To Mr. Wright's article.




1. When the Walter Reed scandal hit the fan, there were lots of crocodile tears on the part of Bush and his allies, some high-profile firings, and the usual pledges to see to it that "our boys" get the best care possible, and so blah. But the truth was revealed in a story in Salon by Mark Benjamin, who revealed how many injured soldiers and those suffering from post-traumatic stress disorder — known as "shell shock" or "battle fatigue" in earlier wars — were ruthlessly being shipped back to the Iraqi maelstrom, with little concern about their well-being or the safety of their fellow legionaries forced to deal with their deficiencies.

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2. It's ironic that Gonzales may well be forced to resign for this sort of piddly thing, while getting away scot free for:

His written opinion renouncing the Geneva Convention's provisions against the abuse of civilian populations in occupied territories as "quaint" and obsolete;

His horrifying declaration that torture isn't really torture unless it results in death or pain equal to the destruction of a major organ;

His blessing on imprisoning U.S. citizens without warrants or charges and without habeas corpus; or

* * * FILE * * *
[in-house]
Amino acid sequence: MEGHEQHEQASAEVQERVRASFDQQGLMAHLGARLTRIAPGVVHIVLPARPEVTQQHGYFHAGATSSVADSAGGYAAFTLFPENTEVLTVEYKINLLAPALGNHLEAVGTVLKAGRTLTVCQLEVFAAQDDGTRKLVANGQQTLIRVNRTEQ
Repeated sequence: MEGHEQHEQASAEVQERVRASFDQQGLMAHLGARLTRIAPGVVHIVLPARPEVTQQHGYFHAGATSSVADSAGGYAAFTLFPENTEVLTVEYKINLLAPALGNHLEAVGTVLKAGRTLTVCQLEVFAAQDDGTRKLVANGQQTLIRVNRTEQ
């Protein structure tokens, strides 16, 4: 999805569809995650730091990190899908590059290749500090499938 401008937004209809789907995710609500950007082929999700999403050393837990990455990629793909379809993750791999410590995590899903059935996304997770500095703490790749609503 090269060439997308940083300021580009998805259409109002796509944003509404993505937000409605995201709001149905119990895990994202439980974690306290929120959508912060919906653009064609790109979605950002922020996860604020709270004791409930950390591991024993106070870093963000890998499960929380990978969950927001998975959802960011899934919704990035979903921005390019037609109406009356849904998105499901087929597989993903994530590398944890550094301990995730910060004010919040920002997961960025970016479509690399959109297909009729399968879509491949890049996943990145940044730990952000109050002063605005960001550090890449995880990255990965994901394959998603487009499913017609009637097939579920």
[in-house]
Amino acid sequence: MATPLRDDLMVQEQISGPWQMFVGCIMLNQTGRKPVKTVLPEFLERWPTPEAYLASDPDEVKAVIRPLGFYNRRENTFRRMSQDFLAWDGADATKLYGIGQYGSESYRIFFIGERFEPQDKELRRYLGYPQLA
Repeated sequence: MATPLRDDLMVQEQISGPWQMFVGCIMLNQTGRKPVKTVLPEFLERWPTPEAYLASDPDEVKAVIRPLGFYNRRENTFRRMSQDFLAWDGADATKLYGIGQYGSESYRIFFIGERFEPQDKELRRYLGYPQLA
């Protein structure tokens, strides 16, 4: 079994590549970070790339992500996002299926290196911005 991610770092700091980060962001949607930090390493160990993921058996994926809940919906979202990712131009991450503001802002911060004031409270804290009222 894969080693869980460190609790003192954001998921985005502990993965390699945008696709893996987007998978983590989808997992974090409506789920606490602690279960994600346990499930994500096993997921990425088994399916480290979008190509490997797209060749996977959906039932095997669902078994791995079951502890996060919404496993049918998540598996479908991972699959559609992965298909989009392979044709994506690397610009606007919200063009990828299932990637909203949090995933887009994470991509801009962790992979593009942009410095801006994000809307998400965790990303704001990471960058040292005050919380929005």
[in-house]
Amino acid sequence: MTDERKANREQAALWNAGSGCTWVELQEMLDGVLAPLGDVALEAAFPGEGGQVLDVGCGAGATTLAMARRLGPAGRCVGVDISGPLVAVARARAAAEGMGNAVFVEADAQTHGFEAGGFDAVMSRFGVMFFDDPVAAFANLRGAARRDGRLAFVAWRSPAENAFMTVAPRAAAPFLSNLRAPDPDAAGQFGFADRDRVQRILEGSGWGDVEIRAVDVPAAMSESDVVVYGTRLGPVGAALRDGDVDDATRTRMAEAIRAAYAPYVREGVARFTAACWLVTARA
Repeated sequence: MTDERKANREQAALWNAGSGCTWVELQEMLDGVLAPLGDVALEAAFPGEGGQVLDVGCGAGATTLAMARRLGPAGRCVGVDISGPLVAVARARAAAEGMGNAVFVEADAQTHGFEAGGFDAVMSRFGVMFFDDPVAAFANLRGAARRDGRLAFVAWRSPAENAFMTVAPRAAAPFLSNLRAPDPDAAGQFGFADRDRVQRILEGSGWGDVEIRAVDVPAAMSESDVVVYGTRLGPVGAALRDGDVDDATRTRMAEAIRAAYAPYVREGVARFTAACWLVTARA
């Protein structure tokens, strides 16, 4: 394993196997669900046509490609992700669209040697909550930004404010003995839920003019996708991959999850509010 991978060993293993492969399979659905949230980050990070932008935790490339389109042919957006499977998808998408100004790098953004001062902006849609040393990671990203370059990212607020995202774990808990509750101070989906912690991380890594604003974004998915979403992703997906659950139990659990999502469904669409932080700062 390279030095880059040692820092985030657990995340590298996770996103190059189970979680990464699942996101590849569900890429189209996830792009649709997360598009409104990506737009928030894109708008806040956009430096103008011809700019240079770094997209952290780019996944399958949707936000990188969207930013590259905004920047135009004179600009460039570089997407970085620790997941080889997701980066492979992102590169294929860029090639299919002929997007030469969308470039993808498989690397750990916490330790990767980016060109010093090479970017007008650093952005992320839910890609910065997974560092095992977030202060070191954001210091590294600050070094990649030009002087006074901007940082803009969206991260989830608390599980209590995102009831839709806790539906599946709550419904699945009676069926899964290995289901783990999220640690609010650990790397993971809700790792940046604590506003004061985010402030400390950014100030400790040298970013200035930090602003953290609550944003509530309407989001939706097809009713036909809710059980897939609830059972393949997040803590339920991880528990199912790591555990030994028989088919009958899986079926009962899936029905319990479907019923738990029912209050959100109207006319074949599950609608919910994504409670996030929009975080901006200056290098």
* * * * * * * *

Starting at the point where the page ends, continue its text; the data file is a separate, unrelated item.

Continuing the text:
His carrying out of illegal warrantless wiretapping, apparently against political enemies of the Bush Regime. And then lying about it to Congress.

Gonzales has been Bush's facilitator for the biggest single assault on what's left of the Constitution since Franklin "Court Packer" Roosevelt.

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3. For a small glimpse of the horror, take a look at a piece by Greg Mitchell of Editor & Publisher, "Sorry We Shot Your Kid, but Here's $500," which details the penny-pinching of the Imperial Legions in "compensating" Iraqis for the deaths of their loved ones at the hands of U.S. troops.

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4. Apparently, the "gun lobby" is much more fearsome than the lobby of a certain Gallant Ally of ours in the Middle East. At least, one could get that impression from comparing the respective numbers of stories and the general level of tsk-tsking about each in Minitrue's organs.

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5. The best thing to come out of the Imus non-issue was the injury of the governor of New Jersey in a car accident. Jon Corzine was speeding in an SUV driven by a state trooper, on his way to facilitate a groveling apology by Imus to the offended Rutgers women's basketball team. The gov's SUV was forced off the road at over 90 mph when some hapless peasant accidentally got in the way.

The governor wound up with a broken leg, 12 cracked ribs, a busted sternum, and a fractured vertebra. Why all the damage? Because he wasn't wearing his seat belt. Isn't that enough to get him impeached nowadays? Meanwhile, the New Jersey state cops — infamous for their persecution of ordinary motorists infringing the speed limits and seat-belt laws — still insist that careening along public highways at breakneck speeds, scattering taxpayers right and left, is the best way to keep His Lordship safe. I swear, you couldn't make this stuff up.

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